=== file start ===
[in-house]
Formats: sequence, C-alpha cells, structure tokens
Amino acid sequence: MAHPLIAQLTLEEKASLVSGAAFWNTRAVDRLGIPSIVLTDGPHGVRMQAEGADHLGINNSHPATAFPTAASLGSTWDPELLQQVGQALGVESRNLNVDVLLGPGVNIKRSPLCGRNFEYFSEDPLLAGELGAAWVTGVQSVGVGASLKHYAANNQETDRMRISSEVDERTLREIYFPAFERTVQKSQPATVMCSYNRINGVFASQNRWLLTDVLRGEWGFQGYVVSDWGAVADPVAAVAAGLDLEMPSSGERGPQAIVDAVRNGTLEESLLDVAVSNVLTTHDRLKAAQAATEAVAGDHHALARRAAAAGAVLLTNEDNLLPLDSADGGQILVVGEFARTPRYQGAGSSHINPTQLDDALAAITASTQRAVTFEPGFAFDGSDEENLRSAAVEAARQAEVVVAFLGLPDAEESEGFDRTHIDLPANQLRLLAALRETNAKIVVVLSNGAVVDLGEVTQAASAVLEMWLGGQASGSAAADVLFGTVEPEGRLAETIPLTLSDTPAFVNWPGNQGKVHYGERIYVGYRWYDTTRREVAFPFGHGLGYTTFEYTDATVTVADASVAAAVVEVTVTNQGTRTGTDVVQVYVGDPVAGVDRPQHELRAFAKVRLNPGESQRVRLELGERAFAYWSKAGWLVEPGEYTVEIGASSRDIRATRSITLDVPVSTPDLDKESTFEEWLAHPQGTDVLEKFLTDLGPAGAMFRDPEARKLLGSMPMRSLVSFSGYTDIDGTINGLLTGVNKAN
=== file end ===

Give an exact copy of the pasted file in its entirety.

[in-house]
Formats: sequence, C-alpha cells, structure tokens
Amino acid sequence: MAHPLIAQLTLEEKASLVSGAAFWNTRAVDRLGIPSIVLTDGPHGVRMQAEGADHLGINNSHPATAFPTAASLGSTWDPELLQQVGQALGVESRNLNVDVLLGPGVNIKRSPLCGRNFEYFSEDPLLAGELGAAWVTGVQSVGVGASLKHYAANNQETDRMRISSEVDERTLREIYFPAFERTVQKSQPATVMCSYNRINGVFASQNRWLLTDVLRGEWGFQGYVVSDWGAVADPVAAVAAGLDLEMPSSGERGPQAIVDAVRNGTLEESLLDVAVSNVLTTHDRLKAAQAATEAVAGDHHALARRAAAAGAVLLTNEDNLLPLDSADGGQILVVGEFARTPRYQGAGSSHINPTQLDDALAAITASTQRAVTFEPGFAFDGSDEENLRSAAVEAARQAEVVVAFLGLPDAEESEGFDRTHIDLPANQLRLLAALRETNAKIVVVLSNGAVVDLGEVTQAASAVLEMWLGGQASGSAAADVLFGTVEPEGRLAETIPLTLSDTPAFVNWPGNQGKVHYGERIYVGYRWYDTTRREVAFPFGHGLGYTTFEYTDATVTVADASVAAAVVEVTVTNQGTRTGTDVVQVYVGDPVAGVDRPQHELRAFAKVRLNPGESQRVRLELGERAFAYWSKAGWLVEPGEYTVEIGASSRDIRATRSITLDVPVSTPDLDKESTFEEWLAHPQGTDVLEKFLTDLGPAGAMFRDPEARKLLGSMPMRSLVSFSGYTDIDGTINGLLTGVNKAN